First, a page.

And now the infamy had come to pass that a new man-built highway had ignored it completely; had passed far to the west of it.

Spurred by such feelings, stung by a new-found feeling of isolation, the people of Lewis County held a mass meeting on a December evening in 1852, at Lowville, to which their county-seat had already been moved from Martinsburgh, but two miles distant. They set the fire to a popular feeling that already demanded a railroad through the natural easy gradients of the valley of the Black River. The blaze of indignation spread. Within a fortnight similar meetings were held at Boonville and at Theresa. And within a few months the Black River Railroad Company was organized at the first of these towns with a capital of $1,200,000 and Herkimer, in the valley of the Mohawk, was designated as its probably southern terminal.

Once again Utica writhed in civic anguish. But in three days gave answer to this proposed, second blow to her prestige by the organization of the Black River & Utica Railroad, with a capital of $1,000,000--a tentative figure of course. As an evidence of her good faith she raised a cash fund for the employment of Daniel C. Jenney to survey a route for her own railroad, north and straight through to French Creek (about to become the present village of Clayton) one hundred miles distant.

To this move Rome replied. Having acquired a new and exclusive prestige, she was quite unwilling that it should be lost, or even dimmed. She called attention to the fact that she was, in her own eyes, of course, the logical gateway to the Black River country, as well as to the eastern shore of Lake Ontario, to which the Watertown & Rome already led. There was a natural pass that rested just behind her that led to Boonville and the upper waters of the Black River. Had not this natural route been recognized some years before by the builders of the Black River Canal, who readily had chosen it for the waterway, which to this day remains in operation through it?

Rome felt that her argument was quite irrefutable. To support it, however, she pledged herself to furnish terminal grounds for the new line at $250 an acre, in addition to subscribing $450,000 to the stock and bonds of the company. Money talks. Utica came back with an offer of terminal lands at $200 an acre and proffered a subscription of $650,000 to the securities of the Black River & Utica. A meeting was held. The mooted question of a southern terminal was put to vote. Rome and Utica tied with twenty-two votes each; Herkimer, despite her suggestion of the valley of Canada Creek as a natural pathway for the new line north to the watershed of the Black River, had but two votes. She promptly withdrew from the contest.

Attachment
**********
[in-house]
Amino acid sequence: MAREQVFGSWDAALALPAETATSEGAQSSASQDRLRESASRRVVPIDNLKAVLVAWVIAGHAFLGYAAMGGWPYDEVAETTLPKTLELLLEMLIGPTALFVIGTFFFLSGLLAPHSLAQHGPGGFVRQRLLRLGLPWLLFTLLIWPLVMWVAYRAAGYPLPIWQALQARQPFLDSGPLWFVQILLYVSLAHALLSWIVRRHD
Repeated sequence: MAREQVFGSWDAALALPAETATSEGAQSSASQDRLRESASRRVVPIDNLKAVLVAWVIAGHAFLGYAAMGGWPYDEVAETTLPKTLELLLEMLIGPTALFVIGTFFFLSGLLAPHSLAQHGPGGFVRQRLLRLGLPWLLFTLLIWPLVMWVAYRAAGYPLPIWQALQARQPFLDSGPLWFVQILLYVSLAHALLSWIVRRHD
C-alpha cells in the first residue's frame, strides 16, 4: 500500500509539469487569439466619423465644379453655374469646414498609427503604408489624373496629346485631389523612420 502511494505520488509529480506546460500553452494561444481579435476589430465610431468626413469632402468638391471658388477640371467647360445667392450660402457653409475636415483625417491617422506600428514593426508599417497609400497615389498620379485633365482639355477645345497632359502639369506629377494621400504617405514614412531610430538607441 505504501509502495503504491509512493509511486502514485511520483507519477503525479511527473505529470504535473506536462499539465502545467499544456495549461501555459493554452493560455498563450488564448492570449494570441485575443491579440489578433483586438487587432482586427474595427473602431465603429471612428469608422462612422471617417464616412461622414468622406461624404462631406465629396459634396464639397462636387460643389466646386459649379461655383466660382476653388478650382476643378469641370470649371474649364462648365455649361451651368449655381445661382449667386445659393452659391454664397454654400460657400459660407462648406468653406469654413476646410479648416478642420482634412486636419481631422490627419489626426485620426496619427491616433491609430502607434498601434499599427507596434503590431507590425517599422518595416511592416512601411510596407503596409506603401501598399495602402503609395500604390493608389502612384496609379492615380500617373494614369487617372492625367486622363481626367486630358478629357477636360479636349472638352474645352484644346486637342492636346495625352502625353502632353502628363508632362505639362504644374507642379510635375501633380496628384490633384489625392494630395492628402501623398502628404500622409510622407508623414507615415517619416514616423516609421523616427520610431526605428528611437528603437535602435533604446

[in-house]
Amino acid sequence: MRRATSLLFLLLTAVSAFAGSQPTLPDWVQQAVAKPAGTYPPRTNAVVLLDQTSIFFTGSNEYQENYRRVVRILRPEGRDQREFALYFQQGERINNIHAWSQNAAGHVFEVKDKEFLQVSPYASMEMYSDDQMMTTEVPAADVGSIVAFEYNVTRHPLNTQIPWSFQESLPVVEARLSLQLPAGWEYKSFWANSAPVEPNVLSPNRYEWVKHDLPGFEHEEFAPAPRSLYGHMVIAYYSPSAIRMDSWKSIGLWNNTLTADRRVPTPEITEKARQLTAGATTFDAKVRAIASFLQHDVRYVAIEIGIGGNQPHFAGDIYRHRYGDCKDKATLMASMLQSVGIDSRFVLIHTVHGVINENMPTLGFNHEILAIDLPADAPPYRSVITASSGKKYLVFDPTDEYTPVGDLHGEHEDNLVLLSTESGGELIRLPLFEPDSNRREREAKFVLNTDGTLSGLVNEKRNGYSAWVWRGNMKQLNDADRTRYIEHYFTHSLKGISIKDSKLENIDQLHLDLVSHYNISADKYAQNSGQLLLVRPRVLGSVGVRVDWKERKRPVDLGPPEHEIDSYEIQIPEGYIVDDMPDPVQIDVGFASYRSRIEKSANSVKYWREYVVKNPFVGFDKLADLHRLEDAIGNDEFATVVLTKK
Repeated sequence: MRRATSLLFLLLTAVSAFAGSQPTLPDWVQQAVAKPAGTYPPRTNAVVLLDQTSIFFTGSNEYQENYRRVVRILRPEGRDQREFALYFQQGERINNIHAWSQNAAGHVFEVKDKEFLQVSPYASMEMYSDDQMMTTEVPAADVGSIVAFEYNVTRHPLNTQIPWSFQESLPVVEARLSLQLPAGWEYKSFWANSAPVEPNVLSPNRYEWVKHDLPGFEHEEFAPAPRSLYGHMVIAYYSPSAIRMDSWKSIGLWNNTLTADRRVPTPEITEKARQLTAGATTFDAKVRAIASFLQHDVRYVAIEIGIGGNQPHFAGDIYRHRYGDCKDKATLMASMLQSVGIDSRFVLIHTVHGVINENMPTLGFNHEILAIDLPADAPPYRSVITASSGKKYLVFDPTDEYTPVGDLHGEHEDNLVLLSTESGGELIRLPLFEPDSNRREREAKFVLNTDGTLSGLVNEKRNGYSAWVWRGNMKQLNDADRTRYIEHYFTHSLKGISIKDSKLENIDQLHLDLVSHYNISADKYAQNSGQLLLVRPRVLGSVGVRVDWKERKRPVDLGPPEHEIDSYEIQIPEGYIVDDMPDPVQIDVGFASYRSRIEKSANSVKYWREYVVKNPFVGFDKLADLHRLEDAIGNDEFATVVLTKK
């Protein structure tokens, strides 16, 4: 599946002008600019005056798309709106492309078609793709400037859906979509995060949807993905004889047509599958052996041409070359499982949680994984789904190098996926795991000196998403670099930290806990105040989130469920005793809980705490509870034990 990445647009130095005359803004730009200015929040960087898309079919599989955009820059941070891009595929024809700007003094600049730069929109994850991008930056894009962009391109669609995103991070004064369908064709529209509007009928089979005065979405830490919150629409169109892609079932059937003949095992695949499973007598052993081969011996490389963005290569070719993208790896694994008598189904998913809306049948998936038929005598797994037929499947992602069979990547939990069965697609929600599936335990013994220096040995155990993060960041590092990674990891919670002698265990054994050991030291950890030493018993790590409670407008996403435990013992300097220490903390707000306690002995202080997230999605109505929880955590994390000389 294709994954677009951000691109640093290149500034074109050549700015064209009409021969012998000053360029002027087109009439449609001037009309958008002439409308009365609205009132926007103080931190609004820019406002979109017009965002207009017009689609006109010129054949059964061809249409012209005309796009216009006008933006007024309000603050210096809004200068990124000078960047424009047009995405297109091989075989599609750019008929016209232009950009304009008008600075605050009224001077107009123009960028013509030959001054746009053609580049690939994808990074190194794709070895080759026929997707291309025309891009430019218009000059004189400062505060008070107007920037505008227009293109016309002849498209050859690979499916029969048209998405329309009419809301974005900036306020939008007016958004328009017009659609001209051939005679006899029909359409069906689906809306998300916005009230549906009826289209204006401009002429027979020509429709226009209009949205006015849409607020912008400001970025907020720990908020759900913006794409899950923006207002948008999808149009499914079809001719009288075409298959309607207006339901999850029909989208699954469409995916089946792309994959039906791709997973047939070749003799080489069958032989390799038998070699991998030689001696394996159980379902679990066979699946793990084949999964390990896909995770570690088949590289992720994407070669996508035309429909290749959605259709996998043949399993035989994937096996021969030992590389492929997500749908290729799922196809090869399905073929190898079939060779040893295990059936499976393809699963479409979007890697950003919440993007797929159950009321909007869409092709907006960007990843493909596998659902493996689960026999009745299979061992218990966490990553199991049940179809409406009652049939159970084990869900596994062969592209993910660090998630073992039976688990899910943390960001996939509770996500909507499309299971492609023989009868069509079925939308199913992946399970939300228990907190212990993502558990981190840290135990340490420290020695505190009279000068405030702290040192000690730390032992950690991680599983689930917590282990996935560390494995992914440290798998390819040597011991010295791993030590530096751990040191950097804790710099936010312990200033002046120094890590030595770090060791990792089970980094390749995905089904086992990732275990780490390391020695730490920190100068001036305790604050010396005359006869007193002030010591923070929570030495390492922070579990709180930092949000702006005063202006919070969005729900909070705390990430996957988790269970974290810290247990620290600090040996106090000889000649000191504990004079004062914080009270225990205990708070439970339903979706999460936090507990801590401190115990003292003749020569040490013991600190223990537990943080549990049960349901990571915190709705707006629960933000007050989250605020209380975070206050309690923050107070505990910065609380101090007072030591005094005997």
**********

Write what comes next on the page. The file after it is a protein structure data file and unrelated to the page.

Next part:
Money does talk. Eventually Utica had the terminal of the Black River road, even though the noble Romans, retiring to their camp in a blue funk for a time threatened a rival line straight north from their town to Boonville and beyond. They went so far as to incorporate this company; as the Ogdensburgh, Clayton & Rome. The promoters of the Black River & Utica having planned to locate their line in the low levels of the flats of the river, the Rome group said that they would build _their_ road upon the higher level, rather closely paralleling the ancient state highway and so making especial appeal to the towns along it, which felt miffed at the indifference of the Utica group to them.

In the long run, as we all know, the road was built along the low level of the Black River valley, and many of the once thriving towns along the State Road left stranded high and dry. The road from Rome became a memory.

From time to time the suggestion has been revived, however--in my boyhood days we had the fine classical suggestion of the Rome & Carthage Railroad all ready for incorporation--but there is little prospect now that such a road will ever be built. The times are not propitious now for that sort of enterprise.

Ground was broken at Utica for the new Black River line on August 27, 1853. There was a deal of ceremony to the occasion; no less a personage than the distinguished Governor Horatio Seymour, being designated to make remarks appropriate to it. And, as was the custom in those days for such an event, there was a parade, music by the bands and other appropriate festivities. Construction, in the hands of Contractor J. S. T. Stranahan, of Brooklyn, went ahead with great briskness. Within two years the line had been builded over the hard rolling country of the upper Canada Creek--it included the crossing of a deep gully near Trenton Falls by a high trestle (subsequently replaced by a huge embankment)--to Boonville, thirty-five miles distant from Utica.

This much done, the Black River & Utica subsided and became apparently a semi-dormant enterprise--for a number of long years. The promises which its promoters had made to have the line completed to Clayton by the first of July, 1855, apparently were forgotten. These had been made at a mass meeting of the enthusiastic proponents of the Ogdensburgh, Clayton & Rome, held at Constableville on the evening of Monday, August 22, 1853. They were definite, and the Rome crowd under them badly worsted. But promises were as easily made in those days as in these. As easily accepted ... and as easily broken.